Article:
The verdict came in about 20 minutes later than it was supposed to. I think someone [in the crowd] screamed out that he [the police officer] wasn't indicted. I felt a sharp jab in my chest and I remember thinking about my little brother who lived closer to the south--you know, in Maryland. I remember feeling so hurt, I started to cry. And from there I protested with everyone in Union Square, we pretty much took over the streets from there to 42nd Street. And from 42nd, I made my way up to Harlem. On the way I remember speaking to my parents, we were pretty much in a shouting match. I can understand their fear. They were very scared. You know they're seeing what's on the news, and now their daughter is on the streets, potentially getting into conflict with police officers. But I felt this need to do this. And I felt like, 'that could be you.'
I made it up to 125th St. and 1st before the police ushered us home. Someone put a microphone in my hand, I didn't know why, but I just started shouting on it.
And from there I'm thinking, what can I do? My mind just went into work mode. And the first thing that came to mind was, oh, I know in Mexico, there were a bunch of students who used social media to garner 20,000 people and I know they all came out, and then I said, well Egypt also used social media to bring out the community and so I thought, if they could do that, why couldn't I do that.
So I went on. My phone was dead, I didn't have a laptop. I was staying with an ex-boyfriend because he lived in Harlem. And I got on his laptop and started making some fliers in Microsoft Word. I put up a status on Facebook, asking help from anyone familiar with community organizing.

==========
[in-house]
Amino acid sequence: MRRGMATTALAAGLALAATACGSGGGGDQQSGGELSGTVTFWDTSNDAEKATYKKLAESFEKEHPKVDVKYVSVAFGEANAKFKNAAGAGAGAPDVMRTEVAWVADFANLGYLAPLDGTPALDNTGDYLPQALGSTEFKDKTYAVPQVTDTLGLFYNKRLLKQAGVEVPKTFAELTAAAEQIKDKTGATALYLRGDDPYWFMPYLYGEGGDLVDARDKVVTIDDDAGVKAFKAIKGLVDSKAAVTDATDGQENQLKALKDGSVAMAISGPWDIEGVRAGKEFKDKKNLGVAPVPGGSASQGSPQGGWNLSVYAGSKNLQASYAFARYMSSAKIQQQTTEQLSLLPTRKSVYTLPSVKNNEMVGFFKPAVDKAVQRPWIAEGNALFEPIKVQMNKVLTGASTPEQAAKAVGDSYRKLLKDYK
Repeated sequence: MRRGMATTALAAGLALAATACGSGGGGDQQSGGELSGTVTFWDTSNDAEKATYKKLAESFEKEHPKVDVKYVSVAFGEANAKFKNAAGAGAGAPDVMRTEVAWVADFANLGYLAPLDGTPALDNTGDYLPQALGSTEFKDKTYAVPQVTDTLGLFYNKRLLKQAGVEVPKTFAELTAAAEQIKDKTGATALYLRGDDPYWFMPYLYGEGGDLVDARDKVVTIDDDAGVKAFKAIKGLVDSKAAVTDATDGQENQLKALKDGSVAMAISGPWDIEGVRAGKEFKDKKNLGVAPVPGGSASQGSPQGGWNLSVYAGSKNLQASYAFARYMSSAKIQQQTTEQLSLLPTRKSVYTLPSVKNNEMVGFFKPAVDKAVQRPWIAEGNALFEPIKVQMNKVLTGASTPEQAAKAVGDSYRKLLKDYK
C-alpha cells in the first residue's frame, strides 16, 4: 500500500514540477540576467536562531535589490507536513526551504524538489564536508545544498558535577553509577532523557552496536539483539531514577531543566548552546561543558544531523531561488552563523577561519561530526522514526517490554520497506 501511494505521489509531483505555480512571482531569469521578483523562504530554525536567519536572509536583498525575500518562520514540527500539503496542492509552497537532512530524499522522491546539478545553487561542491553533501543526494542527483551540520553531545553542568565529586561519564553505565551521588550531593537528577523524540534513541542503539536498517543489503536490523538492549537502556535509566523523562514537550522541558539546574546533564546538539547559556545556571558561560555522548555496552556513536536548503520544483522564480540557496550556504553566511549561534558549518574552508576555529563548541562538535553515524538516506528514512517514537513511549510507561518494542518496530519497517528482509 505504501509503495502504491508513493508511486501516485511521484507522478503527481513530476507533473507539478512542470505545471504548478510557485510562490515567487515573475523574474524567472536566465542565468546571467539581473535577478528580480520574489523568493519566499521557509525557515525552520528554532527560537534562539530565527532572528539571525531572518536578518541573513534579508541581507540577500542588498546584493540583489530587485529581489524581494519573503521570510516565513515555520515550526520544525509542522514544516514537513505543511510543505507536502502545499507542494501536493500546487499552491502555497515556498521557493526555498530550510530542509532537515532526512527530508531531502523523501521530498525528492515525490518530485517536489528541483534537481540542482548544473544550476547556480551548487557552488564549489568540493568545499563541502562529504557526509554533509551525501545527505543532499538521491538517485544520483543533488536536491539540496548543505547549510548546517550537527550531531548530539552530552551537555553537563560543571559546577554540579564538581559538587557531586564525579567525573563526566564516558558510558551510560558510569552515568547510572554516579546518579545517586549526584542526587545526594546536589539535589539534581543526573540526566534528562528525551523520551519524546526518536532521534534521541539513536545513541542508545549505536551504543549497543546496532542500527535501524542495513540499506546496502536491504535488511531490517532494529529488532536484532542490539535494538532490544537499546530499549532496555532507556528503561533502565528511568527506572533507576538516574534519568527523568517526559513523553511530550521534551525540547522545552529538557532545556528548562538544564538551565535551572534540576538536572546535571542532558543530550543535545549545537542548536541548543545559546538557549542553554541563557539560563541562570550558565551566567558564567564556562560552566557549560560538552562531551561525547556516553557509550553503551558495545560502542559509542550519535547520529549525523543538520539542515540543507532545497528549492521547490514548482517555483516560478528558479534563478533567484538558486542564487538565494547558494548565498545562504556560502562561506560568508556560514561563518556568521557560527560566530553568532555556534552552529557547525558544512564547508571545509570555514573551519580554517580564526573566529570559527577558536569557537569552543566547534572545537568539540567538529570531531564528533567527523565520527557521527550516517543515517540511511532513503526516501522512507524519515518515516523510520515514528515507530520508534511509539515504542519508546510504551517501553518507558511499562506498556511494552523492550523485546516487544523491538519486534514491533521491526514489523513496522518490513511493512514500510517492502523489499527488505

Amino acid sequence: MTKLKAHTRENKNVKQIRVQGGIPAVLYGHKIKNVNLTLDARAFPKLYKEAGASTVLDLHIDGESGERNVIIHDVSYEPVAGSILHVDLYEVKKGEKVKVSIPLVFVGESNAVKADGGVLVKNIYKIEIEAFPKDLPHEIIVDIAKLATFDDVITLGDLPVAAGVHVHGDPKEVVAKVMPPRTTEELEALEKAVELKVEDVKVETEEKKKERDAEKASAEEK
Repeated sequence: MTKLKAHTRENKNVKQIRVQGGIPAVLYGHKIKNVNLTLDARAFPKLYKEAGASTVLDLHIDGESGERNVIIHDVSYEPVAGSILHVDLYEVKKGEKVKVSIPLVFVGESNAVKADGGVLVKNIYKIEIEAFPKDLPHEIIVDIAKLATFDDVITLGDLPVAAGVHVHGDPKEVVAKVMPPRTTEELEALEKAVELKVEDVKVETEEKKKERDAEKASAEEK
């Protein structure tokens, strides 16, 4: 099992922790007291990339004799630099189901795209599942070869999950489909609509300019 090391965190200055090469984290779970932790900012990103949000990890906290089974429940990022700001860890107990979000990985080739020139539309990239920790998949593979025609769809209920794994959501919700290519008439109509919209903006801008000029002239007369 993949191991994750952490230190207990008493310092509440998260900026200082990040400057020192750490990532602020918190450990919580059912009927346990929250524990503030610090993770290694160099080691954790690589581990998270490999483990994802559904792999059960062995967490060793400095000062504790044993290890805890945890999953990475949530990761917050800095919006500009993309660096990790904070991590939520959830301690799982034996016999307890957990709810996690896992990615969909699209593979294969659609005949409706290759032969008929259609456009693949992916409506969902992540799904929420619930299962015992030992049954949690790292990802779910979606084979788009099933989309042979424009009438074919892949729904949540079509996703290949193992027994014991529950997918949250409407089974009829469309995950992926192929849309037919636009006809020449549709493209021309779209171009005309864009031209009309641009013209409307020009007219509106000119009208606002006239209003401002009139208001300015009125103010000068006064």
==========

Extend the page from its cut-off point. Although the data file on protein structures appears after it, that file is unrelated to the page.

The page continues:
I asked my friend, Umaara Elliott, who helped me co-organize [for support]. We made an event page and made me a host on it. The next morning, I wake up and I have hundreds, not like a hundred, hundreds of messages in my inbox of help pouring in. And that was shortly before Thanksgiving, like November 23, 2014. And we pretty much had two and a half weeks to make that happen. And the pouring in of help, I couldn't even fathom that that was the response that I was going to get. I pretty much sat down at my computer, responding.
I had moved into my friend's apartment, maybe about a week after that. That first night, someone from Amsterdam, he was the first person I spoke to and he was flying in that day. He was very familiar with community organizing. He came straight from the airport to my house--that I had just moved into and we started organizing. Mind you, I had no phone, no money, because it had all gone to rent. I didn't even have enough money to move in so I had to sell all of my music equipment.
From the first week of moving into my home, people were in my house from 2AM to 3 AM, organizing through social media, fliers--I had a friend from high school she created all the fliers. We did them in every language, French, Russian, Chinese, Spanish, Polish, we did it all. We printed them out and gave them to as many people as possible and just spread it out. I was teaching dance, working at this school. I said, hey, to someone at my job--you should come to this march I'm organizing called Millions March NYC. She said, ‘oh, Millions March? I saw that on Facebook and RSVP'd’. I said great. She said 'you know you're up to 11,000 now right?' I said, 'Excuse me?' She said, 'Yeah, you're up to like 11,000 RSVP’s on there. I saw it this morning.'
I said 'What?!' ‘cause remember, I didn't have a cellphone or anything. She pulls up her's and shows me the Facebook event I had made with my own two hands. And sure enough, we were up to like 12,500 by that time.